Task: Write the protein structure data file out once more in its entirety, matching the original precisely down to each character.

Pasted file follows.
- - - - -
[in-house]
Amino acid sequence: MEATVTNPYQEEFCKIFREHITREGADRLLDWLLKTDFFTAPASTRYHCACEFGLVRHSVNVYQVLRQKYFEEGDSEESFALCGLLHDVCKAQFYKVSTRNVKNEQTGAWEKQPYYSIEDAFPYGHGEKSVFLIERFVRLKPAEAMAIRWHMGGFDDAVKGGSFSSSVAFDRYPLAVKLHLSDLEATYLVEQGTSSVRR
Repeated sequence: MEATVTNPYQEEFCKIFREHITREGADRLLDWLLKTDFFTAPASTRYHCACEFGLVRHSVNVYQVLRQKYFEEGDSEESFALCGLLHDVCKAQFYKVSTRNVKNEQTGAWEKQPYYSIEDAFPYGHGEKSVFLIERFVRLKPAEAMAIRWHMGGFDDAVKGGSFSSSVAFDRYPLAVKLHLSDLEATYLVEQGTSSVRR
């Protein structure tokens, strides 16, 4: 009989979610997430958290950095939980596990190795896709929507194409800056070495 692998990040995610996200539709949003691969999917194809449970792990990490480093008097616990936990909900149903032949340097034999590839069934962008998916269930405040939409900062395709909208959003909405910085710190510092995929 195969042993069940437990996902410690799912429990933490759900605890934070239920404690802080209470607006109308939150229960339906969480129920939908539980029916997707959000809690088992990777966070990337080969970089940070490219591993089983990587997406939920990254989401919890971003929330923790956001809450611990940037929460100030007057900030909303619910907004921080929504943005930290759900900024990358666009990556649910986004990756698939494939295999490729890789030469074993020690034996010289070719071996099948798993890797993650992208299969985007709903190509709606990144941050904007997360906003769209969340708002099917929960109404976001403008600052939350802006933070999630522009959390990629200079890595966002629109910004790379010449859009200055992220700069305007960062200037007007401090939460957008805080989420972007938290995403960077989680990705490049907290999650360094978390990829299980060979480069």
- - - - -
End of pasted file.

[in-house]
Amino acid sequence: MEATVTNPYQEEFCKIFREHITREGADRLLDWLLKTDFFTAPASTRYHCACEFGLVRHSVNVYQVLRQKYFEEGDSEESFALCGLLHDVCKAQFYKVSTRNVKNEQTGAWEKQPYYSIEDAFPYGHGEKSVFLIERFVRLKPAEAMAIRWHMGGFDDAVKGGSFSSSVAFDRYPLAVKLHLSDLEATYLVEQGTSSVRR
Repeated sequence: MEATVTNPYQEEFCKIFREHITREGADRLLDWLLKTDFFTAPASTRYHCACEFGLVRHSVNVYQVLRQKYFEEGDSEESFALCGLLHDVCKAQFYKVSTRNVKNEQTGAWEKQPYYSIEDAFPYGHGEKSVFLIERFVRLKPAEAMAIRWHMGGFDDAVKGGSFSSSVAFDRYPLAVKLHLSDLEATYLVEQGTSSVRR
């Protein structure tokens, strides 16, 4: 009989979610997430958290950095939980596990190795896709929507194409800056070495 692998990040995610996200539709949003691969999917194809449970792990990490480093008097616990936990909900149903032949340097034999590839069934962008998916269930405040939409900062395709909208959003909405910085710190510092995929 195969042993069940437990996902410690799912429990933490759900605890934070239920404690802080209470607006109308939150229960339906969480129920939908539980029916997707959000809690088992990777966070990337080969970089940070490219591993089983990587997406939920990254989401919890971003929330923790956001809450611990940037929460100030007057900030909303619910907004921080929504943005930290759900900024990358666009990556649910986004990756698939494939295999490729890789030469074993020690034996010289070719071996099948798993890797993650992208299969985007709903190509709606990144941050904007997360906003769209969340708002099917929960109404976001403008600052939350802006933070999630522009959390990629200079890595966002629109910004790379010449859009200055992220700069305007960062200037007007401090939460957008805080989420972007938290995403960077989680990705490049907290999650360094978390990829299980060979480069």